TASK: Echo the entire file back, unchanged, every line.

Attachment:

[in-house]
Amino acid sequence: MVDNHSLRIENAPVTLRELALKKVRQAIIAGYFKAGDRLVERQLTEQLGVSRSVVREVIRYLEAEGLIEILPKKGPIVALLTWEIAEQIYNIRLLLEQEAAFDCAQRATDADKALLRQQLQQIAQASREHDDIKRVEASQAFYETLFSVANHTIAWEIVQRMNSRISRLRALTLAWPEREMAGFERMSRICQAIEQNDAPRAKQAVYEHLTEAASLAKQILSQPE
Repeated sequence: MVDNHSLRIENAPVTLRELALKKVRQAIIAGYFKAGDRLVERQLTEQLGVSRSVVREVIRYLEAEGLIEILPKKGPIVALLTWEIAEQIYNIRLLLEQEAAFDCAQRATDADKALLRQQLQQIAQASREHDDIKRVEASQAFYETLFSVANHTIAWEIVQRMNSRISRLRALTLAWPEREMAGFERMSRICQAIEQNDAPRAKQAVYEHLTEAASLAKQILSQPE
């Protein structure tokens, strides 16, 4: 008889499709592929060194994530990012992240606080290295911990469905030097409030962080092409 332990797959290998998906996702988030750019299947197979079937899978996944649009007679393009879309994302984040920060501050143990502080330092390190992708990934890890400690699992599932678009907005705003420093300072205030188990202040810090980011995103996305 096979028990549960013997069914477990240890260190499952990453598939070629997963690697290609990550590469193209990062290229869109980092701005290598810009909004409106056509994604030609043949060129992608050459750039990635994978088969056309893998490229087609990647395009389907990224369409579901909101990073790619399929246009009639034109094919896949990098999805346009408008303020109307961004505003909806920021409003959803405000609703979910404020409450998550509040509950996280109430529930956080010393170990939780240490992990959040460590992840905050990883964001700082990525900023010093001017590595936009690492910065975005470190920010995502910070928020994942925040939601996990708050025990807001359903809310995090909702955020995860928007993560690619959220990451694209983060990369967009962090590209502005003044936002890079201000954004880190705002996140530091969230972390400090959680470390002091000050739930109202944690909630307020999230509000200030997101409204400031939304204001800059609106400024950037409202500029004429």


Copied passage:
[in-house]
Amino acid sequence: MVDNHSLRIENAPVTLRELALKKVRQAIIAGYFKAGDRLVERQLTEQLGVSRSVVREVIRYLEAEGLIEILPKKGPIVALLTWEIAEQIYNIRLLLEQEAAFDCAQRATDADKALLRQQLQQIAQASREHDDIKRVEASQAFYETLFSVANHTIAWEIVQRMNSRISRLRALTLAWPEREMAGFERMSRICQAIEQNDAPRAKQAVYEHLTEAASLAKQILSQPE
Repeated sequence: MVDNHSLRIENAPVTLRELALKKVRQAIIAGYFKAGDRLVERQLTEQLGVSRSVVREVIRYLEAEGLIEILPKKGPIVALLTWEIAEQIYNIRLLLEQEAAFDCAQRATDADKALLRQQLQQIAQASREHDDIKRVEASQAFYETLFSVANHTIAWEIVQRMNSRISRLRALTLAWPEREMAGFERMSRICQAIEQNDAPRAKQAVYEHLTEAASLAKQILSQPE
């Protein structure tokens, strides 16, 4: 008889499709592929060194994530990012992240606080290295911990469905030097409030962080092409 332990797959290998998906996702988030750019299947197979079937899978996944649009007679393009879309994302984040920060501050143990502080330092390190992708990934890890400690699992599932678009907005705003420093300072205030188990202040810090980011995103996305 096979028990549960013997069914477990240890260190499952990453598939070629997963690697290609990550590469193209990062290229869109980092701005290598810009909004409106056509994604030609043949060129992608050459750039990635994978088969056309893998490229087609990647395009389907990224369409579901909101990073790619399929246009009639034109094919896949990098999805346009408008303020109307961004505003909806920021409003959803405000609703979910404020409450998550509040509950996280109430529930956080010393170990939780240490992990959040460590992840905050990883964001700082990525900023010093001017590595936009690492910065975005470190920010995502910070928020994942925040939601996990708050025990807001359903809310995090909702955020995860928007993560690619959220990451694209983060990369967009962090590209502005003044936002890079201000954004880190705002996140530091969230972390400090959680470390002091000050739930109202944690909630307020999230509000200030997101409204400031939304204001800059609106400024950037409202500029004429």